How to solve this problem ?

Given two arrays A[] and B[] of length N, the task is to find the minimum number of operations in which the array A can be converted into array B where each operation consists of adding any integer K into a subarray from L to R.

PS: I came across this problem on gfg, but then realised that their solution is **Wrong**. It fails on the following case: A = {0, 0, 0}, B = {1, 2, 1} Output should be 2, but their code is giving 3.

Edit: there can be two variation of this problem:

1st — When K is a positive integer

2nd — When K can be any integer

There might be different solution for both. So answer by assuming each case.

If the question is to convert all 0 array to target array by adding any integer x, we can use coordinate compression on target array.

And then answer is summation of max(a[i] — a[i-1],0) for all i assuming a[-1] = 0

Not exactly, assume target array is {2, 0, 1}. Then your algorithm gives 3 but we can generate target array in two operations.

(To OP: I hope this problem serves as a cautionary tale to not trust gfg in the future.)

Yes actually the problem get converted to find difference array of target array, like for 2,0,1 it's 2 -2 1 -1 , and find as many as subsets possible with sum 0 , so answer is 4 — 2 = 2 .

But I don't how to solve that efficiently.

Is it always possible to convert array $$$A$$$ into $$$B$$$ with only positive $$$K$$$?

Anyway, when there is no restriction on $$$K$$$, I think it can be solved in this way assuming $$$C_i = B_i - A_i$$$:

Final answer:

`fun(0,n-1,c[rmq(0,n-1)]-1)`

Please tell me if you have a counter case for this approach.

If you're allowing negative K, then I can solve {2, 1, 2} in two operations. But if I understand the approach correctly your code would return 3.

`Is it always possible to convert array A into B with only positive K?`

If A[i]<=B[i], then it is always possible to convert A into B, otherwise not possible.

I think I have a solution for positive

`K`

. (EDIT2: As clyring pointed out, this solution is wrong. )Let

`C[i]`

be`B[i]`

—`A[i]`

. In other words,`C[i]`

shows us how much we need to increase`A[i]`

. If there is an index i such that`C[i] < 0`

, then there is no solution. Otherwise, let’s maintain a set. For every index i, this set will store the numbers by which we can increase`A[i]`

without using a new operation. We firstly add 0 to this set. Say that the variable storing our answer is`ans`

(initialised to 0). For every i from 1 to`n`

, if`C[i-1] < C[i]`

(we suppose`C[0]`

is 0), we increment`ans`

, else, we remove from the set all the numbers that are strictly bigger than`C[i]`

and if we don’t find the value`C[i]`

in the set, we increment`ans`

. At every step, we add to the set`C[i]`

—`every value currently in the set`

.I discussed with many people, many of them suggested their approach, but all of them failed on some test cases. So I will give a test case to you too. let array C (which is difference array) is {2, 3, 1}. It's output should be 2. While I think your approach will give output 3. Please verify this test case.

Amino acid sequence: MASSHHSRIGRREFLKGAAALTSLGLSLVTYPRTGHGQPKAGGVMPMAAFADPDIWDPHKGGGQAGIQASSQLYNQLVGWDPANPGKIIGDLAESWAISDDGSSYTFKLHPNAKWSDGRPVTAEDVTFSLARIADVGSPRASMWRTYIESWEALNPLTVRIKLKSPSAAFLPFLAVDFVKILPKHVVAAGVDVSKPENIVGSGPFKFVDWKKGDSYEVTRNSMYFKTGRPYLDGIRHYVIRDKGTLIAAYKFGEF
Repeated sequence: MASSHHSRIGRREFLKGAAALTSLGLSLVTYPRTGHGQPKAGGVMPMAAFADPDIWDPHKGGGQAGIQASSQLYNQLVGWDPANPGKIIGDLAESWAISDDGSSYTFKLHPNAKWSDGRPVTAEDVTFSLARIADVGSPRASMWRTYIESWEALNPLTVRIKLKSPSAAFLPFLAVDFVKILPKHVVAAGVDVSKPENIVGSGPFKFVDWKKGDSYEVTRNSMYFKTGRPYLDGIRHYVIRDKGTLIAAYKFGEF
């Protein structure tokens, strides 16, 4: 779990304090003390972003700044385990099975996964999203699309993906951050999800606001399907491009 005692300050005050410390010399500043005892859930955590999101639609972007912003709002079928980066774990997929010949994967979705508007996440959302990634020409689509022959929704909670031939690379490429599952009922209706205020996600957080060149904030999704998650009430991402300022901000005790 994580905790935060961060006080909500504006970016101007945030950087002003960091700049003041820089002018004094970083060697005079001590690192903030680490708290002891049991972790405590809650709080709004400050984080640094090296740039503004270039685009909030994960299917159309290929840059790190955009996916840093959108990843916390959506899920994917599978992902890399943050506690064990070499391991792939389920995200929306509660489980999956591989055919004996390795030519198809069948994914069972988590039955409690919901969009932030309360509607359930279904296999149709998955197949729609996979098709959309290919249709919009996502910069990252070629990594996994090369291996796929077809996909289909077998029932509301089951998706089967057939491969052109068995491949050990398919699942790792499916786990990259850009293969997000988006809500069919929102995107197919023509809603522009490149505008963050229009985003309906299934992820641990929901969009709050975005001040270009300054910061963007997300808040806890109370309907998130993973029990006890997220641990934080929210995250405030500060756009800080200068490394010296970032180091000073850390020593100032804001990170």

[Deleted]

I think the test case with

`N=4`

and`c = [4, 11, 7, 3]`

breaks this method (as revised), if I understand you correctly. 7 enters the set as 11-4 and 3 enters the set as 7-4, so this outputs ans=2, but the optimal answer has 3 steps: Since 11 > 7 > 3 > 0, there must be increased intervals ending at each of positions 2, 3, and 4 in any construction.For variation 2 of the problem, I don't have a solution handy, but here is some insight:

Suppose for convenience that the arrays $$$A$$$ and $$$B$$$ naturally have indices from $$$1$$$ to $$$N$$$, and that they have been extended to have $$$A[0] = B[0] = A[N+1] = B[N+1] = 0$$$. I claim that for any $$$k \in \mathbb{Z}, 0 \leq k \leq N$$$, there exists a solution with $$$k$$$ operations if and only if the multiset $$$S = \{ (B[i] - A[i]) - (B[i-1] - A[i-1]) : i \in \mathbb{Z},\, 1 \leq i \leq N+1 \}$$$ can be partitioned into $$$N+1-k$$$ nonempty multisets each with sum zero.

To see this, note that adding $$$x$$$ to every position from $$$L$$$ to $$$R$$$ in the original problem basis amounts to adding $$$x$$$ in position $$$L$$$ and $$$-x$$$ in position $$$R+1$$$ in a backwards-differences basis. Thus, for any sequence of $$$k$$$ operations that transforms $$$A$$$ into $$$B$$$, if we consider the graph $$$G$$$ with vertices numbered $$$1$$$ to $$$N+1$$$ and with an edge between $$$L$$$ and $$$R+1$$$ for every operation used, the sum

must be equal to $$$0$$$ for every connected component $$$C$$$ of the graph $$$G$$$. These connected components thus give us a partition of $$$S$$$ into at least $$$N - 1 - E$$$ nonempty multisets with sum zero, where $$$E$$$ is the number of edges, which is at most the number of operations $$$k$$$. We can then merge a few of these if $$$E < k$$$ to get exactly $$$N + 1 - k$$$ multisets.